Skills to Develop
- Describe the process of binary fission in prokaryotes
- Explain how FtsZ and tubulin proteins are examples of homology
Prokaryotes, such as bacteria, propagate by binary fission. For unicellular organisms, cell division is the only method to produce new individuals. In both prokaryotic and eukaryotic cells, the outcome of cell reproduction is a pair of daughter cells that are genetically identical to the parent cell. In unicellular organisms, daughter cells are individuals.
To achieve the outcome of cloned offspring, certain steps are essential. The genomic DNA must be replicated and then allocated into the daughter cells; the cytoplasmic contents must also be divided to give both new cells the machinery to sustain life. In bacterial cells, the genome consists of a single, circular DNA chromosome; therefore, the process of cell division is simplified. Karyokinesis is unnecessary because there is no nucleus and thus no need to direct one copy of the multiple chromosomes into each daughter cell. This type of cell division is called binary (prokaryotic) fission.
Due to the relative simplicity of the prokaryotes, the cell division process, called binary fission, is a less complicated and much more rapid process than cell division in eukaryotes. The single, circular DNA chromosome of bacteria is not enclosed in a nucleus, but instead occupies a specific location, the nucleoid, within the cell (Figure 10.5.1). Although the DNA of the nucleoid is associated with proteins that aid in packaging the molecule into a compact size, there are no histone proteins and thus no nucleosomes in prokaryotes. The packing proteins of bacteria are, however, related to the cohesin and condensin proteins involved in the chromosome compaction of eukaryotes.
The bacterial chromosome is attached to the plasma membrane at about the midpoint of the cell. The starting point of replication, the origin, is close to the binding site of the chromosome to the plasma membrane (Figure 10.5.1). Replication of the DNA is bidirectional, moving away from the origin on both strands of the loop simultaneously. As the new double strands are formed, each origin point moves away from the cell wall attachment toward the opposite ends of the cell. As the cell elongates, the growing membrane aids in the transport of the chromosomes. After the chromosomes have cleared the midpoint of the elongated cell, cytoplasmic separation begins. The formation of a ring composed of repeating units of a protein called FtsZ directs the partition between the nucleoids. Formation of the FtsZ ring triggers the accumulation of other proteins that work together to recruit new membrane and cell wall materials to the site. A septum is formed between the nucleoids, extending gradually from the periphery toward the center of the cell. When the new cell walls are in place, the daughter cells separate.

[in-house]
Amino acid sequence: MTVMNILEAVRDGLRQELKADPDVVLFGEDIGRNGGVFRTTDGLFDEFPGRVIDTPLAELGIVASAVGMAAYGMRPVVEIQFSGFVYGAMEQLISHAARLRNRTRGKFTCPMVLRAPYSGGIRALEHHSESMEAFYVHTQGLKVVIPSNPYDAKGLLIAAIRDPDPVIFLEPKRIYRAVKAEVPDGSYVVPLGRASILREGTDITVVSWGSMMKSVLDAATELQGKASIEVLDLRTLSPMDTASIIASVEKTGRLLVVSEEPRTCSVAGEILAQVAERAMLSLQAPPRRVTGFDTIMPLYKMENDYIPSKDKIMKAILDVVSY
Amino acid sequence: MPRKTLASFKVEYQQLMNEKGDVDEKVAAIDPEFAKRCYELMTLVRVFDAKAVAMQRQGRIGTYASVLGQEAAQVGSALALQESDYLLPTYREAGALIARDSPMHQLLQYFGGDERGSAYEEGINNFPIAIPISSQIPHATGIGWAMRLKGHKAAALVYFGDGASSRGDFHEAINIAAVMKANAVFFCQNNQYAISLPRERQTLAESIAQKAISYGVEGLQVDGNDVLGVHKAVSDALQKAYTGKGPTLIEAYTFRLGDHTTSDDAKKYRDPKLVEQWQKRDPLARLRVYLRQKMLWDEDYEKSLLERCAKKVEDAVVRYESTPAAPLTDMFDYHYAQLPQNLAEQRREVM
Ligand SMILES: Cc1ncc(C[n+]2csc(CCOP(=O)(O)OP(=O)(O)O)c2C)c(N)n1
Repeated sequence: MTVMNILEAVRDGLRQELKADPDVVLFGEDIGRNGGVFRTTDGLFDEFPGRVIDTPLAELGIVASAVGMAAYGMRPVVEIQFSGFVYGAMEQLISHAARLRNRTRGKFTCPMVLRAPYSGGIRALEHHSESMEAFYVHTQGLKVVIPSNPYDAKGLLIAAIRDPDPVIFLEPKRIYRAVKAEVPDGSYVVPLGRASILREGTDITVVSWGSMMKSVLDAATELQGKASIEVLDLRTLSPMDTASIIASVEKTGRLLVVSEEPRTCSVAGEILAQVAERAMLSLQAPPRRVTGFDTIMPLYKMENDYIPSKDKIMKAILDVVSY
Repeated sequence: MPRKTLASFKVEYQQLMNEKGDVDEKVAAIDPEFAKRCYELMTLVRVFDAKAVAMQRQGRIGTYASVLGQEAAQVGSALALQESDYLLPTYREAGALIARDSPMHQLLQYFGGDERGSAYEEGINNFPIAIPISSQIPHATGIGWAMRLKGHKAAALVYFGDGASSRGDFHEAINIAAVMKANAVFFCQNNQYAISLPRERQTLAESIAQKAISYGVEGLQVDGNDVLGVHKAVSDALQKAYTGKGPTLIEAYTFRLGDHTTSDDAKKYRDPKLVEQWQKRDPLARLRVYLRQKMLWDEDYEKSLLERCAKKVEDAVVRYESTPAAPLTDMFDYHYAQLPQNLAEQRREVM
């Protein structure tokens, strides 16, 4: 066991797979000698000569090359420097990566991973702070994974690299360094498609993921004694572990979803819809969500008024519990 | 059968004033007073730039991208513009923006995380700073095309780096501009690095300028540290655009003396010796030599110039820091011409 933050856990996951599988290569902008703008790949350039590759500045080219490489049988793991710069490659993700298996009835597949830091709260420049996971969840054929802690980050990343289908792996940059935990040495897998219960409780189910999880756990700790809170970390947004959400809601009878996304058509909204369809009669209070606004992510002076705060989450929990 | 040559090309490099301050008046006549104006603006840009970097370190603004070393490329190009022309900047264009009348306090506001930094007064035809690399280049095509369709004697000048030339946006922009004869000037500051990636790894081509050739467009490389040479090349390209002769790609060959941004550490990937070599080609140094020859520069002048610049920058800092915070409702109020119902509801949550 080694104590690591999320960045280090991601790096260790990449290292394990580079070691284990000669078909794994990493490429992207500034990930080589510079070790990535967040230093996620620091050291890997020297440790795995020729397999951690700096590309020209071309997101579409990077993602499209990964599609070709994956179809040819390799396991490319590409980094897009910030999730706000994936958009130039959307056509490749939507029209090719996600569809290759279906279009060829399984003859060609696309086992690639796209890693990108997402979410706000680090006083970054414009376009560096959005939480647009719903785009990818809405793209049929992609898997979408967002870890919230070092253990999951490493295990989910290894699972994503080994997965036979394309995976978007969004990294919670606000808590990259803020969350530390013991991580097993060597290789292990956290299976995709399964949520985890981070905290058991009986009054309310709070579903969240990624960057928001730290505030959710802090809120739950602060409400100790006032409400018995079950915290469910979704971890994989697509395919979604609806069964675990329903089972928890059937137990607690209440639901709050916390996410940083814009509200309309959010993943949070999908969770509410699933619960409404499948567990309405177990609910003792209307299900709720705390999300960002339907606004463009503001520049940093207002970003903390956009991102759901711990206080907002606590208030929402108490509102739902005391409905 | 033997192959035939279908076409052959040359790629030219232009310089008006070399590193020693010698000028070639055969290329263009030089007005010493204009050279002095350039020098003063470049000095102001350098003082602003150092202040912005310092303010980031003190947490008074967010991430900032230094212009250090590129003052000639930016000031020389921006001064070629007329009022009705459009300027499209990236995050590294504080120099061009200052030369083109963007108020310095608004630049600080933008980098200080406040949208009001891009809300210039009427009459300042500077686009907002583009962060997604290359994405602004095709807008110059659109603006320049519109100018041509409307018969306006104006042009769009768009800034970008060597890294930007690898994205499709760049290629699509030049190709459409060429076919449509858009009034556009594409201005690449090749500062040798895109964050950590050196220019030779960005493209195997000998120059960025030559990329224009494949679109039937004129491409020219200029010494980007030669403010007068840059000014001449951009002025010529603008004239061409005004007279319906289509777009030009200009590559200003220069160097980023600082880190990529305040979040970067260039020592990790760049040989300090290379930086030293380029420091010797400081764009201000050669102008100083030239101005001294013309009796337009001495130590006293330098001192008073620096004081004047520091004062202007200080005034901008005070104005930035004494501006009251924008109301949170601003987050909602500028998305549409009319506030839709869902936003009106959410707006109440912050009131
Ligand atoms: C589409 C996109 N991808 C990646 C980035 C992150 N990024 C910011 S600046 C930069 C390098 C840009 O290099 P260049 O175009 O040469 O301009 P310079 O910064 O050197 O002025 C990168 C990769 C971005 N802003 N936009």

Figure 10.5.1: These images show the steps of binary fission in prokaryotes. (credit: modification of work by “Mcstrother”/Wikimedia Commons)
Evolution Connection: Mitotic Spindle Apparatus
The precise timing and formation of the mitotic spindle is critical to the success of eukaryotic cell division. Prokaryotic cells, on the other hand, do not undergo karyokinesis and therefore have no need for a mitotic spindle. However, the FtsZ protein that plays such a vital role in prokaryotic cytokinesis is structurally and functionally very similar to tubulin, the building block of the microtubules that make up the mitotic spindle fibers that are necessary for eukaryotes. FtsZ proteins can form filaments, rings, and other three-dimensional structures that resemble the way tubulin forms microtubules, centrioles, and various cytoskeletal components. In addition, both FtsZ and tubulin employ the same energy source, GTP (guanosine triphosphate), to rapidly assemble and disassemble complex structures.
FtsZ and tubulin are homologous structures derived from common evolutionary origins. In this example, FtsZ is the ancestor protein to tubulin (a modern protein). While both proteins are found in extant organisms, tubulin function has evolved and diversified tremendously since evolving from its FtsZ prokaryotic origin. A survey of mitotic assembly components found in present-day unicellular eukaryotes reveals crucial intermediary steps to the complex membrane-enclosed genomes of multicellular eukaryotes.